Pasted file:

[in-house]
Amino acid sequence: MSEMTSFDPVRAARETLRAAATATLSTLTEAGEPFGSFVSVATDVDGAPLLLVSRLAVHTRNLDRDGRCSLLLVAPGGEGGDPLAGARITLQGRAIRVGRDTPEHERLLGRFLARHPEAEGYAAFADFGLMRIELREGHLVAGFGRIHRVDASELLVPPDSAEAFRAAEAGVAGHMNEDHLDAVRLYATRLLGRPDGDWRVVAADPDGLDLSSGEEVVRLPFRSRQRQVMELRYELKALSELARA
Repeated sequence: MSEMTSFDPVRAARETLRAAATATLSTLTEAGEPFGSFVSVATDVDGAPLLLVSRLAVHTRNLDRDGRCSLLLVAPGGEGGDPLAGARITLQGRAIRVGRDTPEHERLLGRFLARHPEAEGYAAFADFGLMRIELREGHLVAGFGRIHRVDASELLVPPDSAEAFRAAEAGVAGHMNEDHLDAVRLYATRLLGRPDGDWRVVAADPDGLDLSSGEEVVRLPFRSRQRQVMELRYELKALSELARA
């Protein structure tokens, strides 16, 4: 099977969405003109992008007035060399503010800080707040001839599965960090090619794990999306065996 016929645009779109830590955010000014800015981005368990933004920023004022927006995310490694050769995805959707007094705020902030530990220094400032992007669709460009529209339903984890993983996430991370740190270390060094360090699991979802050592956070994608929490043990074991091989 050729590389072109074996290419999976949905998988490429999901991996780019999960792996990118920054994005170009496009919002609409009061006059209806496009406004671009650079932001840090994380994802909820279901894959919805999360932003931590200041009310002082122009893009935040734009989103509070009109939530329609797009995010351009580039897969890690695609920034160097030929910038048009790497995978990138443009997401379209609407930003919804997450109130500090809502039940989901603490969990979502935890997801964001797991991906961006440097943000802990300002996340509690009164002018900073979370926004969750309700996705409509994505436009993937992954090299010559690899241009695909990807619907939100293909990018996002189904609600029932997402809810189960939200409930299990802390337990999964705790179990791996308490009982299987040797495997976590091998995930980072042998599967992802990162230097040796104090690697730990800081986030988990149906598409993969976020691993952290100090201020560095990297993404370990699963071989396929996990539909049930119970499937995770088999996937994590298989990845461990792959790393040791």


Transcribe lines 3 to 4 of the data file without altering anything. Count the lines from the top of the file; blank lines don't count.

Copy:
Repeated sequence: MSEMTSFDPVRAARETLRAAATATLSTLTEAGEPFGSFVSVATDVDGAPLLLVSRLAVHTRNLDRDGRCSLLLVAPGGEGGDPLAGARITLQGRAIRVGRDTPEHERLLGRFLARHPEAEGYAAFADFGLMRIELREGHLVAGFGRIHRVDASELLVPPDSAEAFRAAEAGVAGHMNEDHLDAVRLYATRLLGRPDGDWRVVAADPDGLDLSSGEEVVRLPFRSRQRQVMELRYELKALSELARA
């Protein structure tokens, strides 16, 4: 099977969405003109992008007035060399503010800080707040001839599965960090090619794990999306065996 016929645009779109830590955010000014800015981005368990933004920023004022927006995310490694050769995805959707007094705020902030530990220094400032992007669709460009529209339903984890993983996430991370740190270390060094360090699991979802050592956070994608929490043990074991091989 050729590389072109074996290419999976949905998988490429999901991996780019999960792996990118920054994005170009496009919002609409009061006059209806496009406004671009650079932001840090994380994802909820279901894959919805999360932003931590200041009310002082122009893009935040734009989103509070009109939530329609797009995010351009580039897969890690695609920034160097030929910038048009790497995978990138443009997401379209609407930003919804997450109130500090809502039940989901603490969990979502935890997801964001797991991906961006440097943000802990300002996340509690009164002018900073979370926004969750309700996705409509994505436009993937992954090299010559690899241009695909990807619907939100293909990018996002189904609600029932997402809810189960939200409930299990802390337990999964705790179990791996308490009982299987040797495997976590091998995930980072042998599967992802990162230097040796104090690697730990800081986030988990149906598409993969976020691993952290100090201020560095990297993404370990699963071989396929996990539909049930119970499937995770088999996937994590298989990845461990792959790393040791």